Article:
The pedagogy of Porter: The origins of the Reformatory in the Cape Colony, 1882-1910
This article explores the origins and nature of the reformatory in Cape colonial society between 1882 and 1910. Borne in a transitionary period, its concern was with the reproduction of a labouring population precipitated by colonial conquest. Unlike the prison and compound, which gained their distinctive character from the way in which they were articulated to an emerging industrial capitalist society, the reformatory was shaped by the imperatives of merchant capital ad commercial agriculture. The internal operations were structured by an ideology of rehabilitation through institutionalisatlon and socialisation and by the particular material conditions of the Western Cape, although the segregationist reverberations of the industrial revolution were also heard 'at a distance'. These issues conditioned, and were refracted throgh the internal structure and discipline of the reformatory, the relationship between education and work, between the reformatory and the labour market, responses of the inmates and attempts by the authorities to control these by, inter alia, a strategy of racial segregation.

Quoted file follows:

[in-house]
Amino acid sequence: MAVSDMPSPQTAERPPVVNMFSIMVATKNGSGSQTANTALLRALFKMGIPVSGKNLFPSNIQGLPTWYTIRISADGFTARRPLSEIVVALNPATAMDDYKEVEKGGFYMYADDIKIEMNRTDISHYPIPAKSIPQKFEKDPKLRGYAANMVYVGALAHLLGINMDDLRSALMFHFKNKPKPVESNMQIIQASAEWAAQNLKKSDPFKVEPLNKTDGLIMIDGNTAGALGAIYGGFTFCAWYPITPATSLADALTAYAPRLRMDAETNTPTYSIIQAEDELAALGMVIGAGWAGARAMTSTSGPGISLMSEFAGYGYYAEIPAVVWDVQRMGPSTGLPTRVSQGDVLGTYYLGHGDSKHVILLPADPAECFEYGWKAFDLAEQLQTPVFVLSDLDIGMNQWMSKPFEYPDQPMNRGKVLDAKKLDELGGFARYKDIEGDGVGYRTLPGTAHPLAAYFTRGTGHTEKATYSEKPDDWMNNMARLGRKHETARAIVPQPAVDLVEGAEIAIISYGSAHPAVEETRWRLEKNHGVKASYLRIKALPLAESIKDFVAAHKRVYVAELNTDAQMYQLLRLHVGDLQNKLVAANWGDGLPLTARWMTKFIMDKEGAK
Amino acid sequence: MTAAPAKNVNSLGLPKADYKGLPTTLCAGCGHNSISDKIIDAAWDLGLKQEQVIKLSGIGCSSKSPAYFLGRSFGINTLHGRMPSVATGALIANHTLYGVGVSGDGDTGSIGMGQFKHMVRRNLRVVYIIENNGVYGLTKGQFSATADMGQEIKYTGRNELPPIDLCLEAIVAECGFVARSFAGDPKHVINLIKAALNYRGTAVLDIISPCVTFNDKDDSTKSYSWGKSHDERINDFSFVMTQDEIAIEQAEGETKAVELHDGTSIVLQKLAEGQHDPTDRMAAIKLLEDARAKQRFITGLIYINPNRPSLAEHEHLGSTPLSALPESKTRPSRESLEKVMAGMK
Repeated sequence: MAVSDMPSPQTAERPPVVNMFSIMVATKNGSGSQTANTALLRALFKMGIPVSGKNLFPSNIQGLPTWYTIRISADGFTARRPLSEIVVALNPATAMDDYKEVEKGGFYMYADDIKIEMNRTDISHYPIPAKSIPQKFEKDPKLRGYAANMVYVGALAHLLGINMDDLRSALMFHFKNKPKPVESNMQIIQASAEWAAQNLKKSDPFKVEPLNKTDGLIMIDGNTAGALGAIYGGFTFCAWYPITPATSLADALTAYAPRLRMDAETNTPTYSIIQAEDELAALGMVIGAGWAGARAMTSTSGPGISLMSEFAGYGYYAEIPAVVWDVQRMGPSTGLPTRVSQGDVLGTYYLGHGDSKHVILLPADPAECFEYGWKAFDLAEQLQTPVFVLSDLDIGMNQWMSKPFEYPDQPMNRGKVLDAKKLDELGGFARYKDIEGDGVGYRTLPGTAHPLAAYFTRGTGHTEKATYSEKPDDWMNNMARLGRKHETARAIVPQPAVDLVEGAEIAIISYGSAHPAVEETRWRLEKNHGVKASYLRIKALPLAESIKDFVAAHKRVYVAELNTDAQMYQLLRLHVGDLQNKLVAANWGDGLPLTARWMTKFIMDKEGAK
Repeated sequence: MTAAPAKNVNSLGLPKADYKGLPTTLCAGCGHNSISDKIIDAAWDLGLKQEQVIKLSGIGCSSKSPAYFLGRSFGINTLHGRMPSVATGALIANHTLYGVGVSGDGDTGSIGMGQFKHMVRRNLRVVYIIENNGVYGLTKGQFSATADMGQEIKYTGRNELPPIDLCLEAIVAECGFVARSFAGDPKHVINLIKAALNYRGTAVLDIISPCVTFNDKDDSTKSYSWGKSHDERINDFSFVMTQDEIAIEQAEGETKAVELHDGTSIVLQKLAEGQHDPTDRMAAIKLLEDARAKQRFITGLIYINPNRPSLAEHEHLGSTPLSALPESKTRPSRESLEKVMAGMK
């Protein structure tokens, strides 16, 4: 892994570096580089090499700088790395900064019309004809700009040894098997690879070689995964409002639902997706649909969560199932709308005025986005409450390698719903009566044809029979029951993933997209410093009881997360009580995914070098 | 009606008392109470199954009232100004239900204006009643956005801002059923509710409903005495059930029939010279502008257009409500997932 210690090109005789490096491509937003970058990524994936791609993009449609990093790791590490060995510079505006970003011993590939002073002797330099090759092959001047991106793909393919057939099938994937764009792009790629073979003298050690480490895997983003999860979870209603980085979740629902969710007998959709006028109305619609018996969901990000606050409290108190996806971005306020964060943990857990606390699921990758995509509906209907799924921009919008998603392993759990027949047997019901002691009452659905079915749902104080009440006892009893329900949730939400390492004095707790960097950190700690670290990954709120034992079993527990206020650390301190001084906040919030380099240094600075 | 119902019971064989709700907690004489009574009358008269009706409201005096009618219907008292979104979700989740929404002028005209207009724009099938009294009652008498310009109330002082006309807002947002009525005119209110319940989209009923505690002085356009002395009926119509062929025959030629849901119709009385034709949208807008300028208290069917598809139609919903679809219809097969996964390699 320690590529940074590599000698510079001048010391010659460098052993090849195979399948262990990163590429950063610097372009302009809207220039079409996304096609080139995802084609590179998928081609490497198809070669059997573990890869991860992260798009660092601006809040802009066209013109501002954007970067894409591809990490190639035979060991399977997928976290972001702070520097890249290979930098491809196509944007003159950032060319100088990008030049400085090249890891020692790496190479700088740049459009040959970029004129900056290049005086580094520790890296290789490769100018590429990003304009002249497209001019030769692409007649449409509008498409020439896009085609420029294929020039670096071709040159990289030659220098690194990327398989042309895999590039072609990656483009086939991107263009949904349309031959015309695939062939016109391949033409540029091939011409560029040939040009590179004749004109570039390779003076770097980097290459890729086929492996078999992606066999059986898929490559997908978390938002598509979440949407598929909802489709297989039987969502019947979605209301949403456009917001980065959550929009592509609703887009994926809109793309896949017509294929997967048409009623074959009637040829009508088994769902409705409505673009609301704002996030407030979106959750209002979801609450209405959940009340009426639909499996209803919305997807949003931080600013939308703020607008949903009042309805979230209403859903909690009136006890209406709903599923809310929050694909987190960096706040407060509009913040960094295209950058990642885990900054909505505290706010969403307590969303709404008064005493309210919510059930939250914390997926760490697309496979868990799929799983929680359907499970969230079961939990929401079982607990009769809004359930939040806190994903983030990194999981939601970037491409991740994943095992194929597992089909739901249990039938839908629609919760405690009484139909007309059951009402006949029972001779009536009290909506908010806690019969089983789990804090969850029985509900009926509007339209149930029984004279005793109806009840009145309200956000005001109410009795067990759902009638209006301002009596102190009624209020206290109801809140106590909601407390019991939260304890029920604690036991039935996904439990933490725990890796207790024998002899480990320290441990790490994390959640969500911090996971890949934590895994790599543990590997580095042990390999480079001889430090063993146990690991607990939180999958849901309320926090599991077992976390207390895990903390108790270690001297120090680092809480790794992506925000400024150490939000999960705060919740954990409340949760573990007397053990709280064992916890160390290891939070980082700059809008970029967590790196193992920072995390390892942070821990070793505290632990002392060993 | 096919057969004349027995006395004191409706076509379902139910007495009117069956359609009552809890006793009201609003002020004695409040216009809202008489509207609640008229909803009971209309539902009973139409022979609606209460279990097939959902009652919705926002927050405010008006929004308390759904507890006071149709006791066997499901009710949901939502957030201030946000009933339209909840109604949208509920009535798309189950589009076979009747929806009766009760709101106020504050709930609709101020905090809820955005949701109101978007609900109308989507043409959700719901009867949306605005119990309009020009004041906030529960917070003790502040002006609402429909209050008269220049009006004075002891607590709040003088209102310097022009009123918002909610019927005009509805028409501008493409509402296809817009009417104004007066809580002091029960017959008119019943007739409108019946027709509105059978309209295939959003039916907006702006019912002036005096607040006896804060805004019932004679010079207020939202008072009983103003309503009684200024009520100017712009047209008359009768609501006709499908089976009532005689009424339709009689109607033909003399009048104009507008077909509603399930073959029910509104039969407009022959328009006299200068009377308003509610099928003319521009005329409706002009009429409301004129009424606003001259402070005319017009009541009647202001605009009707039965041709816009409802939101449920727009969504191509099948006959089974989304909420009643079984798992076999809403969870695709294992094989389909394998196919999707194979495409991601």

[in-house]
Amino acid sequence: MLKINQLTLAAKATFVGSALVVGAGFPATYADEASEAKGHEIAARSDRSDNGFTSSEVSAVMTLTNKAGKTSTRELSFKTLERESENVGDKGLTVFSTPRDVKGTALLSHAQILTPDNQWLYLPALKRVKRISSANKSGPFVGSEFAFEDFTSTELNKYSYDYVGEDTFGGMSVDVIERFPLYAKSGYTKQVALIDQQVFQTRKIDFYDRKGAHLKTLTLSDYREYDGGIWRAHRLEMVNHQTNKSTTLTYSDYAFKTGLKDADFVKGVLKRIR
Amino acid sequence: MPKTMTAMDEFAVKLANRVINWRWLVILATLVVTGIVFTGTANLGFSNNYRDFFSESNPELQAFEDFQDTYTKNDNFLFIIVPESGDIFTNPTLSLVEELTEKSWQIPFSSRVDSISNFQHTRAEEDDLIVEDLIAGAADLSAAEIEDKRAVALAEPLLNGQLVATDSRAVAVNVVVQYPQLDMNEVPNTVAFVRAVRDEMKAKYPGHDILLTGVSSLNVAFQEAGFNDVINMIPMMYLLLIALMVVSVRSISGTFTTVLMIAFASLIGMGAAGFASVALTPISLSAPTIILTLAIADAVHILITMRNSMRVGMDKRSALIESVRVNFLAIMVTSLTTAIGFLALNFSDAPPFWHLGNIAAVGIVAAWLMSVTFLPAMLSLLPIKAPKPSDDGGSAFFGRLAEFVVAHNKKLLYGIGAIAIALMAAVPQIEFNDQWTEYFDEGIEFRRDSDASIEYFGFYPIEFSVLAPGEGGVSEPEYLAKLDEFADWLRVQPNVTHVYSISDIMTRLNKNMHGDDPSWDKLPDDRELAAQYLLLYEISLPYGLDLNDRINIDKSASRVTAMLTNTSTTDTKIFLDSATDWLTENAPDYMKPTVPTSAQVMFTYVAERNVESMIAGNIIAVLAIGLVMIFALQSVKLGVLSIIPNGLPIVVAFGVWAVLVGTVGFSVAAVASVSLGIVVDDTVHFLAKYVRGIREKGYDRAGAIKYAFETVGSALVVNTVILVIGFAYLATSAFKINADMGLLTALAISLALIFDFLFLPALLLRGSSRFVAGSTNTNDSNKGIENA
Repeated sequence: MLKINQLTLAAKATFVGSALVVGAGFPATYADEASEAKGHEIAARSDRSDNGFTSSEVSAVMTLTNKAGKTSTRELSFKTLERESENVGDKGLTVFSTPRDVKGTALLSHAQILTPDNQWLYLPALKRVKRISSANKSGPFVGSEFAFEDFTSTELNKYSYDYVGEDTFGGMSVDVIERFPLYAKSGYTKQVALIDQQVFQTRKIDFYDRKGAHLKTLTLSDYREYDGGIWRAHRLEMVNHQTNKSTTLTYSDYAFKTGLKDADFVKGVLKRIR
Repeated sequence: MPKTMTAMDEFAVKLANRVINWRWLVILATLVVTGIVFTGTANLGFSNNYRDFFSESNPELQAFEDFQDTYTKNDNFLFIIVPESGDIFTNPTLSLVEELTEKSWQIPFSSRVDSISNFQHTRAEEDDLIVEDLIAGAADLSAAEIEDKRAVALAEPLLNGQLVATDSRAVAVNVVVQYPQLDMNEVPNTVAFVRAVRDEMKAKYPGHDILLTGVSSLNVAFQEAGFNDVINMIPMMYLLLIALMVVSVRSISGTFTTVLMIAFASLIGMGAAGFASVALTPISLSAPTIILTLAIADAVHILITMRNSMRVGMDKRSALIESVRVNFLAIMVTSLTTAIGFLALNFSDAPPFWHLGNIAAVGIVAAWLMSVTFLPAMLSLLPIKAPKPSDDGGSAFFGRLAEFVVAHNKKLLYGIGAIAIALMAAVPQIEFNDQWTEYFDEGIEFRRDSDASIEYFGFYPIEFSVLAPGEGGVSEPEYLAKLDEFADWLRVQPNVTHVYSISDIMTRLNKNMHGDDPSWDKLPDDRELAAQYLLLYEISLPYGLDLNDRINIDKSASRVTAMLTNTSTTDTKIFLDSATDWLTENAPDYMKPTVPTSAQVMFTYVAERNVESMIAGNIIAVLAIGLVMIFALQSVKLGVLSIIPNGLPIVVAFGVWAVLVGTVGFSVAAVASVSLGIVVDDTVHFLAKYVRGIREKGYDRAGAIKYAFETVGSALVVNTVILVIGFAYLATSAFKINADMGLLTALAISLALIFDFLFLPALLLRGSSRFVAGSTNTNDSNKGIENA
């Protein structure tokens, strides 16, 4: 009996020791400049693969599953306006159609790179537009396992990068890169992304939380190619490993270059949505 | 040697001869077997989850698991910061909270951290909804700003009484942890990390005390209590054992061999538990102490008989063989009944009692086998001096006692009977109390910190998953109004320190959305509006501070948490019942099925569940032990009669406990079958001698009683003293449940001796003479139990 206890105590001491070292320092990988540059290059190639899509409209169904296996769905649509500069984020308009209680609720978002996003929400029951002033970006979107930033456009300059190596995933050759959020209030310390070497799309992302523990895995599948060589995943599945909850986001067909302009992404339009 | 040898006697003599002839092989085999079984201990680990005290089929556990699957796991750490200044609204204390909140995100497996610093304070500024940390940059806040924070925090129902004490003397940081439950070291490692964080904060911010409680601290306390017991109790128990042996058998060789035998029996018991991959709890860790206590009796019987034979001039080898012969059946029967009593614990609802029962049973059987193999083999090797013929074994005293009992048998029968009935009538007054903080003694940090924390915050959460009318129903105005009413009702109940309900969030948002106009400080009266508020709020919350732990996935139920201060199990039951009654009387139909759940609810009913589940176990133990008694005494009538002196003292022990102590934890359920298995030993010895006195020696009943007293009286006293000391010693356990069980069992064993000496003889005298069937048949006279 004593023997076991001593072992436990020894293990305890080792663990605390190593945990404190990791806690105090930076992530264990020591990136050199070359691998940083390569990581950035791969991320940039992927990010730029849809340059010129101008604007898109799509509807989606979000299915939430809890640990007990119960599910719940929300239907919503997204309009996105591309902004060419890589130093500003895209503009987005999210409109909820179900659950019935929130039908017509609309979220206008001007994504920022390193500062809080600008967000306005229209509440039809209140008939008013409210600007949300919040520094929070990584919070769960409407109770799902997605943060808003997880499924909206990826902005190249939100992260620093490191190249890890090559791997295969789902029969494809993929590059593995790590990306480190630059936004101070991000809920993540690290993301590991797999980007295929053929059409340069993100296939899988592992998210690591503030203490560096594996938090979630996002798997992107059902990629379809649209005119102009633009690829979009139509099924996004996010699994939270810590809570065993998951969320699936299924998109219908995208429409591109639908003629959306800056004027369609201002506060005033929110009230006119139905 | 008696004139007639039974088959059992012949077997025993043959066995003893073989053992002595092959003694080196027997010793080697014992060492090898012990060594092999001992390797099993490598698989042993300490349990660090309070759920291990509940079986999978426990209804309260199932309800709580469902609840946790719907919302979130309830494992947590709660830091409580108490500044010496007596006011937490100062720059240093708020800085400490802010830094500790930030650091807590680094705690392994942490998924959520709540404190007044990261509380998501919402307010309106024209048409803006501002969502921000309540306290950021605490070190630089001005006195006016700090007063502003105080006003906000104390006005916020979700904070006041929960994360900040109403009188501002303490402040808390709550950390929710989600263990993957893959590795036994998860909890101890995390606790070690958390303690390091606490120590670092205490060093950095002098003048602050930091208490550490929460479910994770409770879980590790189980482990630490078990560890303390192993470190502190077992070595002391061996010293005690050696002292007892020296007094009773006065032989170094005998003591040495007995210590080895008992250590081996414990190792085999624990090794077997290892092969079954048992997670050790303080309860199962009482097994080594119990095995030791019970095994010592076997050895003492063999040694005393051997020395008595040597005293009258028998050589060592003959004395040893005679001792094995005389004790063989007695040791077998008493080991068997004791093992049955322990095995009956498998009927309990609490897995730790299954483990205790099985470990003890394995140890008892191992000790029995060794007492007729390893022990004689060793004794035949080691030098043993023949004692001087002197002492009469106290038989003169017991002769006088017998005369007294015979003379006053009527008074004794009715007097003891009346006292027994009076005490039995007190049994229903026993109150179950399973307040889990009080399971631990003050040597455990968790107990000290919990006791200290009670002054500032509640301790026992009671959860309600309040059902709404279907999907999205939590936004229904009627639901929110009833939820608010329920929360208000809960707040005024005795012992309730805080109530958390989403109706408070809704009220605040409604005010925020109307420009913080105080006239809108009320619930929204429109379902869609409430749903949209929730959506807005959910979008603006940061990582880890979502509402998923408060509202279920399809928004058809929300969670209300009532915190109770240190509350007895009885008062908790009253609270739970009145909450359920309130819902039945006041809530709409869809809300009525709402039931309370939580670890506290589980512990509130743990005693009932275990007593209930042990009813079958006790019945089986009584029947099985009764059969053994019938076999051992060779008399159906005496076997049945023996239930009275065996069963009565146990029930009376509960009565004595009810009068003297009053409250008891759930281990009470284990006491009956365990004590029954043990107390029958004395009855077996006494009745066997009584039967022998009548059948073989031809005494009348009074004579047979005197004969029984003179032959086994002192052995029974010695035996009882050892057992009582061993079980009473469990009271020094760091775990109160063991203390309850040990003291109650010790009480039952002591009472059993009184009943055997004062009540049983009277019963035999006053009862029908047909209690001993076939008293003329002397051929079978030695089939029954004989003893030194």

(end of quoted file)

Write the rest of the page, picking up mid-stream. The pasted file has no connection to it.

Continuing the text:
African Studies Seminar series. Paper presented 30 April, 1985
Reformatories. South Africa, Juvenile delinquency. South Africa, Porter Reformatory (South Africa)